How To Take on Tough Times and Win

Oct 4, 2001

In this time of turmoil and economic uncertainty, human resources/staffing departments need to focus on three main areas: strategic staffing, future staffing, and employee retention. It’s easy for recruiters and HR professionals to get so worried about their own survival that they overlook these larger issues, which in the end will help ensure the survival not only of themselves and their department, but the company as a whole. Stay focused on the following themes and you’ll improve your own company’s staffing efforts significantly:

  1. Strategic Staffing. Simply stated, this is about assuring that the qualified talent that will be needed to grow the company will not be let go in order to cut expenses. The best way strategic staffing can be promoted is by performance management. Many companies are moving to this model, which classifies employees into categories from “outstanding” to “needs improvement.” By using this type of performance rating system your company will be able to easily identify the “A” players from the rest. This system can become invaluable if layoffs are necessary. It will also ensure that your company is not cutting too deep into the muscle of your talent pool.
  2. Keeping your pipeline full. Even if your company is in the middle of a “hiring freeze” or laying off workers, it is imperative to keep your pipeline of candidates well stocked. There is nothing worse than slowing down your recruiting machine, only to have to crank it back up once your business starts to pick up. During these slower times, it is crucial that you identify the critical hiring needs of your company that are important for long-term success, and keep recruiting. You may not be hiring any of these candidates immediately, but by developing a relationship with top talent today, you will be leaps and bounds ahead of your competition when there is a need to fill one of these positions.
  3. Planning for Future Staffing. If you are only sourcing and recruiting “mission critical” candidates during these slower times, you will probably have time to plan for the future as well. Now is the time to understand what your company’s growth plan is for the first quarter of 2002 and beyond. By understanding what the projections are, you will then be able to develop a more solid recruiting plan. All too often, HR/recruiting departments don’t take advantage of the slower times to plan for future growth. Look into that new applicant tracking system you have been wanting to demo. Improve your recruiting/sourcing skills by taking a training class. By all means, review your internal hiring process and make improvements where necessary. By doing these types of things now, you will be better prepared to tackle higher volume recruiting when your company is ready.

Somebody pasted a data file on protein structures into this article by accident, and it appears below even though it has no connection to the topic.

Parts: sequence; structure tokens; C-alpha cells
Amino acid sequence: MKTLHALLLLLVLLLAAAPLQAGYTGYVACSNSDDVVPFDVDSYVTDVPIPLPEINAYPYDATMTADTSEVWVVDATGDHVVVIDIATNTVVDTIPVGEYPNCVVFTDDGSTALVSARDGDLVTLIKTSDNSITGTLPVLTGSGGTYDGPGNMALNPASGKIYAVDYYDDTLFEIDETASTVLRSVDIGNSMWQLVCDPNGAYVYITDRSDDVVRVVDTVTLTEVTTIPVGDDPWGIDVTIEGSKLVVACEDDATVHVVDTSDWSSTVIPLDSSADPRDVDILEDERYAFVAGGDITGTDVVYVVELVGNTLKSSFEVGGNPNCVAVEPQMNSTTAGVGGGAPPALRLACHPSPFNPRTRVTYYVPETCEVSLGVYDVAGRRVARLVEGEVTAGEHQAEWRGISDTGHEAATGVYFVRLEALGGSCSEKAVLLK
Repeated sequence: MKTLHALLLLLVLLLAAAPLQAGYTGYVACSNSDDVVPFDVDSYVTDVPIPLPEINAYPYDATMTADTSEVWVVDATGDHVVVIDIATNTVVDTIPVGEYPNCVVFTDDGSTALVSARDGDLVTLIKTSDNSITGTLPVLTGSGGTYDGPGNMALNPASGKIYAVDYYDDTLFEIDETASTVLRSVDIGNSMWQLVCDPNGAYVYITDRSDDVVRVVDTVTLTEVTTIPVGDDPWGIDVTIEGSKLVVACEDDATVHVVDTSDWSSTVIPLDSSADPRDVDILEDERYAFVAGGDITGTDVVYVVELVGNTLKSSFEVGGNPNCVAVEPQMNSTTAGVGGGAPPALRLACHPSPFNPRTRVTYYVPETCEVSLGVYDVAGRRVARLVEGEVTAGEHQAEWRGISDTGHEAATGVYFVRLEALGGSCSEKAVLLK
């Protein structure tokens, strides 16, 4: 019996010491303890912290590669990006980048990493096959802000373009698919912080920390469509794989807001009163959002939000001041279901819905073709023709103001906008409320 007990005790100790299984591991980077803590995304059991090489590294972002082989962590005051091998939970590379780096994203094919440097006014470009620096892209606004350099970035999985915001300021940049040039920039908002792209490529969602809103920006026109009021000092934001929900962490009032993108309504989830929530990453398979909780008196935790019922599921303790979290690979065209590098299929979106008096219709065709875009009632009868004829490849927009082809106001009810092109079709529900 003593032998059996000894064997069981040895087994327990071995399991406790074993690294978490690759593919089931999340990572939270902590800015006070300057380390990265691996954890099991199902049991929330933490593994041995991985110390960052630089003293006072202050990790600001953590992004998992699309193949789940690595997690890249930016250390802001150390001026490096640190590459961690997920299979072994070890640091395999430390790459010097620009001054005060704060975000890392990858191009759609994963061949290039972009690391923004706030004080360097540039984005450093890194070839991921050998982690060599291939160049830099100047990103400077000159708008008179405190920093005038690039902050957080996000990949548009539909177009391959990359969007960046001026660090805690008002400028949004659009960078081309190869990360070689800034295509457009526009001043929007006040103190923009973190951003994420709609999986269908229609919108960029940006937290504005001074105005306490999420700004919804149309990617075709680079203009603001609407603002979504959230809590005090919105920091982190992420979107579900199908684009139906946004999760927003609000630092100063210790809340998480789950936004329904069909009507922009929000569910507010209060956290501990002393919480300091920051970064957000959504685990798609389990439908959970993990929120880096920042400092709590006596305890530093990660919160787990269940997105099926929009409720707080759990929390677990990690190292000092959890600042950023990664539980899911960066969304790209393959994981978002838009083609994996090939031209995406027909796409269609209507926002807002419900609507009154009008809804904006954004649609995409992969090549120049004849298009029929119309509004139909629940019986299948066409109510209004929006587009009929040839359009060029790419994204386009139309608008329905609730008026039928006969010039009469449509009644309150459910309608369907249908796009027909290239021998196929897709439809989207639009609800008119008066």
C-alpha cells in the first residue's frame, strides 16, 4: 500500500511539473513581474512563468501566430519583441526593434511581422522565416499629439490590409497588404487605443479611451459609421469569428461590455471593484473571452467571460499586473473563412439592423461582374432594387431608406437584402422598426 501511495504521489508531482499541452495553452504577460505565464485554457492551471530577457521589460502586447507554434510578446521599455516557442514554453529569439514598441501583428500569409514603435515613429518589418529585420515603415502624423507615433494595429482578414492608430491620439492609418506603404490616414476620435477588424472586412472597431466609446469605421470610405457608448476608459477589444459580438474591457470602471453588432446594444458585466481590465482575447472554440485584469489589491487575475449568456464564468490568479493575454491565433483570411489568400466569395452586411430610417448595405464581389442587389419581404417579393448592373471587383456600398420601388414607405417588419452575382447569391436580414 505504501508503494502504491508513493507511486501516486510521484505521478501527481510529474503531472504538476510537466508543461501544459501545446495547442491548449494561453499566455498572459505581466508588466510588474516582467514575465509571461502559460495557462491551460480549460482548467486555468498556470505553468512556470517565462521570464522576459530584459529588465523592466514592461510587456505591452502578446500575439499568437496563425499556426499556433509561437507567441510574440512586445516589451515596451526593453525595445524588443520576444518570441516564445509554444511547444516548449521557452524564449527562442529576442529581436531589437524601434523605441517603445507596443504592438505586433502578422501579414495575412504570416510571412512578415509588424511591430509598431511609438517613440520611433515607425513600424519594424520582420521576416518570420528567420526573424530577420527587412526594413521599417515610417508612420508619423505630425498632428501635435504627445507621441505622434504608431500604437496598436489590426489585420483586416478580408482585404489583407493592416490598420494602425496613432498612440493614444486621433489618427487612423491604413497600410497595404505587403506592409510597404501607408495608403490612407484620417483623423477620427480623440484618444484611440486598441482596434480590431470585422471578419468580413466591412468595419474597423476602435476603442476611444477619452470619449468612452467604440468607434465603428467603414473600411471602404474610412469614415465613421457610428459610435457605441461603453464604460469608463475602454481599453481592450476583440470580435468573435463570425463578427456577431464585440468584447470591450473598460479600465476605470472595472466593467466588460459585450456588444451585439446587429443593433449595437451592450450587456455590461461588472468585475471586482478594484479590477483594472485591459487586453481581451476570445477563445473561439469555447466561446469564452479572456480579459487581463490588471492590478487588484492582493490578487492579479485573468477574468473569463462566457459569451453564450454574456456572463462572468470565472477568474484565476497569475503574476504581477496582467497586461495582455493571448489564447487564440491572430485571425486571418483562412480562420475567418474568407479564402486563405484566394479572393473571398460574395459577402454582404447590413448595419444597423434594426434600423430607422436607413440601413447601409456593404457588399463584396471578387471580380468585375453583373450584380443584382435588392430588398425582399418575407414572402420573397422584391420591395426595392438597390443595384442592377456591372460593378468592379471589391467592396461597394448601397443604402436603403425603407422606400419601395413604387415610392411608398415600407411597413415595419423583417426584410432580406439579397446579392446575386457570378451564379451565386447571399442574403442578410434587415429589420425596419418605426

4. Keep them happy. Many recruiters are finding it difficult to pry top talent out of their current employment situation because of the economic situation that we are currently in. I can’t say I would blame anyone for wanting to stay put at a job that they are happy at right now. That’s why it’s so important to work on employee retention right now: to ensure the happiness of the current employees that you have. It can be very costly to have to replace a top employee if they leave or are laid off. By working on employee retention now, your company may be able to avoid some of these problems. Talk to your top employees and find out what they like and more importantly what they don’t like about the company and their current position. By understanding what is keeping your employees happy it can be helpful not only in retention but in your future recruiting efforts.
  5. Provide Training. Many companies are doing everything they can to cut costs, so you many be shaking your head when I suggest training. Training is an expense, but it can be done for a low cost – especially if the return to the company is better employees. One type of training that is always useful, even in slower economic times, is leadership training for managers and future managers. This type of training is valuable, especially over the long term. What type of company doesn’t need better leaders?

By taking a close look at your company and the projections for the future, you will have a better picture of what is going to be necessary to be ready to meet those demands. Keep recruiting for critical positions, plan for the future, and keep your employees happy! If you cover all of these bases then you will be ready for whatever else awaits you.

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